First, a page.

A great way to practice arpeggios is by playing the arpeggio for each degree of a given scale. Along with helping to improve technique, it builds musical and fretboard knowledge in the process.
Let’s take a look at a couple of ways we can go about this.
With the horizontal arpeggio exercises, we’re taking each note of the scale horizontally up the neck and playing the associated arpeggio for each degree of the scale.
For the examples in this lesson we’re using the G major scale, which when harmonized gives us the following arpeggios:
- G major
- A minor
- B minor
- C major
- D major
- E minor
- F# diminished
Applied to the fretboard, this gives us the following arpeggios:
Note that the staggered and triplet techniques from the previous section can also be applied to these exercises once you have the routine down.
Horizontal Arpeggio Exercise 1
For this first exercise, we’re just going to play straight through each note of the arpeggio from root to root. As you work through each arpeggio, note that there are only three different shapes being utilized…one for the major arpeggios (G, C, D), one for the minor arpeggios (Am, Bm, Em), and one for the diminished arpeggio (F#dim).
G Major (octave)
Putting it all together, we get the following:
With this routine, you’re not limited to using just the sixth string as your starting point. This exercise can be applied to any string.
For the positional arpeggios, we’re taking a scale position approach to playing through the arpeggios. What this means is that instead of moving horizontally up the fretboard, we’ll stay in one position and play vertically through the scale.
The scale position used for this exercise will be position 1 of the major scale, or the E shape CAGED scale. In the diagram below, we have the starting root note highlighted for each arpeggio.
Using these seven notes as the root, we get the following arpeggios:
Let’s go through each arpeggio, then we’ll put it all together in a full tab.
Putting it all together we get the following positional arpeggio exercise:
This routine should be applied using all CAGED G major arpeggio positions.
Extended Arpeggio Exercises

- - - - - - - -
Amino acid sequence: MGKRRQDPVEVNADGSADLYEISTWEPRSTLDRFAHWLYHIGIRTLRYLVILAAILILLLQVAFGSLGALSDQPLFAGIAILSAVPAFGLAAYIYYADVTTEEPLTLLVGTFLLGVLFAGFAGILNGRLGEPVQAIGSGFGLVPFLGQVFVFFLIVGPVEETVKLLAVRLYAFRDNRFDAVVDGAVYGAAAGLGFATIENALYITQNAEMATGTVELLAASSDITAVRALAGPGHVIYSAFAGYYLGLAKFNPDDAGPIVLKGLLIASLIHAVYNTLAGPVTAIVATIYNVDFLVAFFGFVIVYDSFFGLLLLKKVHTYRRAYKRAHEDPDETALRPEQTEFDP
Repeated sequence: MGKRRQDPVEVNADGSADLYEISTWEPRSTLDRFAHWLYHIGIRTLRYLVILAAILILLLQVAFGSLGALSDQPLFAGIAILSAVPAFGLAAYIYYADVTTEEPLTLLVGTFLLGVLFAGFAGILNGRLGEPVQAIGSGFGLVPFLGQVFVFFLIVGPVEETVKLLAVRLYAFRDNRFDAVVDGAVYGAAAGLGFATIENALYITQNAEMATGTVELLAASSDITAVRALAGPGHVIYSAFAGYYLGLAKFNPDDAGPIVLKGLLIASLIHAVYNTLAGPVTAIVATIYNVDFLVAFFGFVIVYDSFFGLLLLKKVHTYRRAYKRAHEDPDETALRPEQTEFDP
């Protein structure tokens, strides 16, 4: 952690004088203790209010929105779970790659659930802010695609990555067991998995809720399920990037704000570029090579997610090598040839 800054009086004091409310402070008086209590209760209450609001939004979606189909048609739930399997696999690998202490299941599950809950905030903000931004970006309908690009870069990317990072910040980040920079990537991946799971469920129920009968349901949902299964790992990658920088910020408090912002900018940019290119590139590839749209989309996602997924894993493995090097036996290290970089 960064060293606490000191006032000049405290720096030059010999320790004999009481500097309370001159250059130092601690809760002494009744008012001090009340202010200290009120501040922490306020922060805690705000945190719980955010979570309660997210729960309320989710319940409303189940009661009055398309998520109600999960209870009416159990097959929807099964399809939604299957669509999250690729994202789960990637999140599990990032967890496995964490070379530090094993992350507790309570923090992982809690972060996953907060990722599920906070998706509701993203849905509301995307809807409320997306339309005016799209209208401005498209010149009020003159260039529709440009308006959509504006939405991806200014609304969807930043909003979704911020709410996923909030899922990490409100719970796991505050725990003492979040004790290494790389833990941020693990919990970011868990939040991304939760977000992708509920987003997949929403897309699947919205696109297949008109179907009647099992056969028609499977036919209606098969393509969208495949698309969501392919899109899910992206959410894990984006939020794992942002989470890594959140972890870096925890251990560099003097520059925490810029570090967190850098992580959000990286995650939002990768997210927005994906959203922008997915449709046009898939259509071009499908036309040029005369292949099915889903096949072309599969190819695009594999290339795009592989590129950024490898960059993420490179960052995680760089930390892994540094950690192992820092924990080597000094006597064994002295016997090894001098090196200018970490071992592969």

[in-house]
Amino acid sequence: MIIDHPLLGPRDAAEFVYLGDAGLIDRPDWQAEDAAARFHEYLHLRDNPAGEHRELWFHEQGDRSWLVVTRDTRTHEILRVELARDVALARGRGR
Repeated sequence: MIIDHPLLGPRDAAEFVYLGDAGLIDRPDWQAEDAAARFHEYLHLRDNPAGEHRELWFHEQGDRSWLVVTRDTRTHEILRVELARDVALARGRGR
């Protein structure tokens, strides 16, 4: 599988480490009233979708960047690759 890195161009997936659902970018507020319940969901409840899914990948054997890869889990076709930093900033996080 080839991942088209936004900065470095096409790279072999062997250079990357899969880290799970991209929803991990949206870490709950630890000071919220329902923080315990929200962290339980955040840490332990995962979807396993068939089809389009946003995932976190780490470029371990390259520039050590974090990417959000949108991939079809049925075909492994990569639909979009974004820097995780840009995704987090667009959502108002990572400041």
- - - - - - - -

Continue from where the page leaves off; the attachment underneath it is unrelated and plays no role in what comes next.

The arpeggio exercises we’ve played so far span only one position on the fretboard. However, if you’ve read the lesson on visualizing the fretboard with arpeggios, you know that these arpeggios can be “extended” up the fretboard to span multiple positions. The exercises in this section will keep the same approach of playing through horizontal and positional diatonic arpeggios, but we’ll extend the arpeggios across two positions.
Horizontal Extended Arpeggios
We’ll stick with G major and work our way up the fretboard. With these exercises, keep in mind that there’s more than one way to play across two positions. Experiment with different variations and different ascending/descending patterns (ie. play one pattern ascending and a different pattern descending).
G Major (Octave)
Putting it all together you get the following:
Positional Extended Arpeggios
We can take this same concept of extended arpeggios and apply it positionally as well. Again, let’s go through each arpeggio individually before putting it all together.
Putting it together we have the full exercise:
Like all of the exercises in this section, these, too, should be practiced for each CAGED G major arpeggio form.
In this lesson we took a look at some ways to get more out of your arpeggio exercise routine. With any type of guitar exercise, it’s good to have a mix of technique focused and musically focused routines to develop your playing and knowledge of the fretboard. The exercises in this lesson will do just that.
Also, the exercises in this lesson aren’t limited to just major and minor arpeggios. They can be adapted to other arpeggios as well, such as seventh arpeggios.